The benefits of cloud computing accrue in one form or another to companies across the size spectrum, but the most dramatic benefit is evident to cash-strapped start-ups looking to avoid capital expenditures and get up and running quickly. But, according to a Microsoft-sponsored study from Edge Strategies, the cloud is no longer just for young SMBs in growth mode, but also for those who are focusing more on increasing their profitability. And beyond that, larger SMBs, and SMBs with multiple offices are expected to make more use of SaaS and IaaS.
For providers of cloud services, this is good news indeed. The study further noted that 39% of SMBs with between 2 and 250 employees, will be paying for cloud services within three years. This is significant, especially given the proliferation of unpaid cloud services. Several new cloud providers use the business model of offering free access, usually while still in beta, moving to a paid delivery model only after the service has matured and enough subscribers have been captured.
A reasonable expectation of paying customers will drive the cloud model forward despite the difficulty some providers are facing in moving to this type of delivery model. The older system of charging large up-front licensing fees and ongoing maintenance fees being wholly replaced by a lower month-to-month subscription model is a difficult transition for many.
But despite that difficulty, "traditional software companies are typically being forced into the cloud,” says Eric Pelander, partner at Waterstone Management Group, LLC . "The economics of the cloud over time can be interesting and compelling, particularly for the non-incumbent or the lower market-share player. But what looks good to them doesn’t necessarily look good for the big player.” But, whether it looks good or not, those big players are having to bite the bullet and move to a cloud-based offering, simply because it is what the market demands.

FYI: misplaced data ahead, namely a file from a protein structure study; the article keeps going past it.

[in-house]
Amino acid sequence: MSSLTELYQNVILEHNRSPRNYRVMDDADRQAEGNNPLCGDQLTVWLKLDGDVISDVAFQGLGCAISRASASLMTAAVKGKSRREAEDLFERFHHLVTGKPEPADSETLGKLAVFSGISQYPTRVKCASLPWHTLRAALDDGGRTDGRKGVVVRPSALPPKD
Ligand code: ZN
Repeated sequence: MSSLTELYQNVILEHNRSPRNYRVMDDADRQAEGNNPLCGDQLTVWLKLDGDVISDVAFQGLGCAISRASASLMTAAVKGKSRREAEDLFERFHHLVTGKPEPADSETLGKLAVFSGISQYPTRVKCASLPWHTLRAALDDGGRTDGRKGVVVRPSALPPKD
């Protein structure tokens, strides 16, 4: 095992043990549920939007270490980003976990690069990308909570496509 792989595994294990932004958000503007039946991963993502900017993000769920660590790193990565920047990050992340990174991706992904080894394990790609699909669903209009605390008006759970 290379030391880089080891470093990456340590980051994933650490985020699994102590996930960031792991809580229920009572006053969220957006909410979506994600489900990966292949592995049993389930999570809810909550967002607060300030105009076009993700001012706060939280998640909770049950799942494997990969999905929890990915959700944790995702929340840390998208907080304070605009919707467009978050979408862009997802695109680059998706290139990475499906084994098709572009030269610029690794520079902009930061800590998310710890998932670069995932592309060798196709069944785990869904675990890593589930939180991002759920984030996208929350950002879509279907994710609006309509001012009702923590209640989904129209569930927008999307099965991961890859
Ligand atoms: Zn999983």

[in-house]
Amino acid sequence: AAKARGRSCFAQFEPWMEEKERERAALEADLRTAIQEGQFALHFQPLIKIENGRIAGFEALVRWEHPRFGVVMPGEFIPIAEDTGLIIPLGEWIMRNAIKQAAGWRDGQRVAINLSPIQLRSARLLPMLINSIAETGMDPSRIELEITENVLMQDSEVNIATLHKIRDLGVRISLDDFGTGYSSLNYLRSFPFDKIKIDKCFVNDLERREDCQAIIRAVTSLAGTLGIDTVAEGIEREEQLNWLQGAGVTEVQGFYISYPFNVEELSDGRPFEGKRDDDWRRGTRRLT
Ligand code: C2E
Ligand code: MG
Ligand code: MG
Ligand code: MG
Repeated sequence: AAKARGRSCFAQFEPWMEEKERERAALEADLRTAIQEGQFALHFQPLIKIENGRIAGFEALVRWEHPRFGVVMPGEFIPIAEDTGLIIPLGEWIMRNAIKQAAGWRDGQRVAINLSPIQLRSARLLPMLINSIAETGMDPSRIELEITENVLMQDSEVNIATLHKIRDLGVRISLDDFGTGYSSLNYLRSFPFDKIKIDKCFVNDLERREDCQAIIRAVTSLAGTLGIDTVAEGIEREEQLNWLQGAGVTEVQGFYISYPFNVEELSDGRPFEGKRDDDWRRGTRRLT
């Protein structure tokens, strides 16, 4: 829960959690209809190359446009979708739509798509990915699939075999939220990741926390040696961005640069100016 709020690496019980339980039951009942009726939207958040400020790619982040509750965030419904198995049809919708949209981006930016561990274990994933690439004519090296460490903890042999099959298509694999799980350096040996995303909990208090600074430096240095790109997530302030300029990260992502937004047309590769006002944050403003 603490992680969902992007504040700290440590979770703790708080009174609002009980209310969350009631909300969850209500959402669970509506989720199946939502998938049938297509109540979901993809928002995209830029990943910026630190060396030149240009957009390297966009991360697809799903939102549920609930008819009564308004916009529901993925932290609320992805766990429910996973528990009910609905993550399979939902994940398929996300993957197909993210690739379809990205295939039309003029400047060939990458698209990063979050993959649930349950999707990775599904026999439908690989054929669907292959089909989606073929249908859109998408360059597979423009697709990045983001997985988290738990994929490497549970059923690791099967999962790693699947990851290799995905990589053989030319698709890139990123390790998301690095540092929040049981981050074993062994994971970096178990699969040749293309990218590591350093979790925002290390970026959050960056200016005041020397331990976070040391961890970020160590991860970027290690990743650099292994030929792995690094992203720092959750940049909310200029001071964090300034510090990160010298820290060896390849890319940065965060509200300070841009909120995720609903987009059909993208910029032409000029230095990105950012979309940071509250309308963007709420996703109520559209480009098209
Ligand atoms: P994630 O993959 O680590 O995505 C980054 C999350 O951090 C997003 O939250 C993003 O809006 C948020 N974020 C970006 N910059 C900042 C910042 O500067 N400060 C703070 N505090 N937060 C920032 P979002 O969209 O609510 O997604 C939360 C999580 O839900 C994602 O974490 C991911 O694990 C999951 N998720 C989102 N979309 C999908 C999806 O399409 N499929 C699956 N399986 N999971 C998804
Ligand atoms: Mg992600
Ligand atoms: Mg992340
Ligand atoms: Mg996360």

But once those cloud providers get over the initial shock of the end of the big up-front fee, those providers with the resources to weather the storm will come out looking good. "I think there will be a rule of five or six years, and if you get to that point where you have a steady flow of subscriptions and a good retention rate, the economics can look pretty good, because it is a stickier, more predictable revenue stream,” added Pelander. Part of what leads to failed companies is unpredictable revenue streams - and ultimately that is what the cloud gives back to providers, while also giving them an opportunity to open up additional markets, add extra professional services around the cloud, sell downmarket, and pick up greater volume.
On the business-to-business spectrum (provider-to-business client), business consumers of cloud services can look forward to both a new set of start-ups offering innovative cloud services; and larger, incumbent providers of traditional software also moving to a cloud model. The latter will bring more costly, enterprise software into the hands of SMB consumers, while also giving those incumbent software providers a new market and a predictable revenue stream. Along the way, there’s bound to be a little shakeout and we’ll look at that in a follow up article - click here.